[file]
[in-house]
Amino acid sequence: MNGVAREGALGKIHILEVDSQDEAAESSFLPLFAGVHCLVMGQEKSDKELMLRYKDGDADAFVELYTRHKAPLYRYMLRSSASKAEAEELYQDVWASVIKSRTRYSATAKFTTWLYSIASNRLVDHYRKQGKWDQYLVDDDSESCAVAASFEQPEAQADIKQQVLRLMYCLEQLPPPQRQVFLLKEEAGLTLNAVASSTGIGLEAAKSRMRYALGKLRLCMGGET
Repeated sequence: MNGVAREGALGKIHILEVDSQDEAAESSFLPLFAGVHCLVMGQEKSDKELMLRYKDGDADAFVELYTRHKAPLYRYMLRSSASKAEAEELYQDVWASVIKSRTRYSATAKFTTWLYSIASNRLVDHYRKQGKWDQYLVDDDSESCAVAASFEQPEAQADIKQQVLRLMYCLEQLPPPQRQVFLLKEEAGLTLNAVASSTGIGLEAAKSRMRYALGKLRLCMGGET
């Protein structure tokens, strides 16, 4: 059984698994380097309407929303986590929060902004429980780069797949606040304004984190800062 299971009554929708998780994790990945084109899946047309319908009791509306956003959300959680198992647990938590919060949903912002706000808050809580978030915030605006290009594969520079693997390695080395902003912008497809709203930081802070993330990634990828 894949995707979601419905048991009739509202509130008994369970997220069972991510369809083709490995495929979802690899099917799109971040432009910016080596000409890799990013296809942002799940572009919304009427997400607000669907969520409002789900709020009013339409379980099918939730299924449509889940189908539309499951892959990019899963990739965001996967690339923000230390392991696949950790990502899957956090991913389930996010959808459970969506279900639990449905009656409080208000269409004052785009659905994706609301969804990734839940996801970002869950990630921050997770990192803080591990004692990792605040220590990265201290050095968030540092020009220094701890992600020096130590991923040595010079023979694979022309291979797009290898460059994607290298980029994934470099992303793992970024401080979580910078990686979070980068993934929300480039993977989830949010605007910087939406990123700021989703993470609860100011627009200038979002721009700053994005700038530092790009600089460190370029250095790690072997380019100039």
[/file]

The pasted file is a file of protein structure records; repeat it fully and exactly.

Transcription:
[in-house]
Amino acid sequence: MNGVAREGALGKIHILEVDSQDEAAESSFLPLFAGVHCLVMGQEKSDKELMLRYKDGDADAFVELYTRHKAPLYRYMLRSSASKAEAEELYQDVWASVIKSRTRYSATAKFTTWLYSIASNRLVDHYRKQGKWDQYLVDDDSESCAVAASFEQPEAQADIKQQVLRLMYCLEQLPPPQRQVFLLKEEAGLTLNAVASSTGIGLEAAKSRMRYALGKLRLCMGGET
Repeated sequence: MNGVAREGALGKIHILEVDSQDEAAESSFLPLFAGVHCLVMGQEKSDKELMLRYKDGDADAFVELYTRHKAPLYRYMLRSSASKAEAEELYQDVWASVIKSRTRYSATAKFTTWLYSIASNRLVDHYRKQGKWDQYLVDDDSESCAVAASFEQPEAQADIKQQVLRLMYCLEQLPPPQRQVFLLKEEAGLTLNAVASSTGIGLEAAKSRMRYALGKLRLCMGGET
């Protein structure tokens, strides 16, 4: 059984698994380097309407929303986590929060902004429980780069797949606040304004984190800062 299971009554929708998780994790990945084109899946047309319908009791509306956003959300959680198992647990938590919060949903912002706000808050809580978030915030605006290009594969520079693997390695080395902003912008497809709203930081802070993330990634990828 894949995707979601419905048991009739509202509130008994369970997220069972991510369809083709490995495929979802690899099917799109971040432009910016080596000409890799990013296809942002799940572009919304009427997400607000669907969520409002789900709020009013339409379980099918939730299924449509889940189908539309499951892959990019899963990739965001996967690339923000230390392991696949950790990502899957956090991913389930996010959808459970969506279900639990449905009656409080208000269409004052785009659905994706609301969804990734839940996801970002869950990630921050997770990192803080591990004692990792605040220590990265201290050095968030540092020009220094701890992600020096130590991923040595010079023979694979022309291979797009290898460059994607290298980029994934470099992303793992970024401080979580910078990686979070980068993934929300480039993977989830949010605007910087939406990123700021989703993470609860100011627009200038979002721009700053994005700038530092790009600089460190370029250095790690072997380019100039």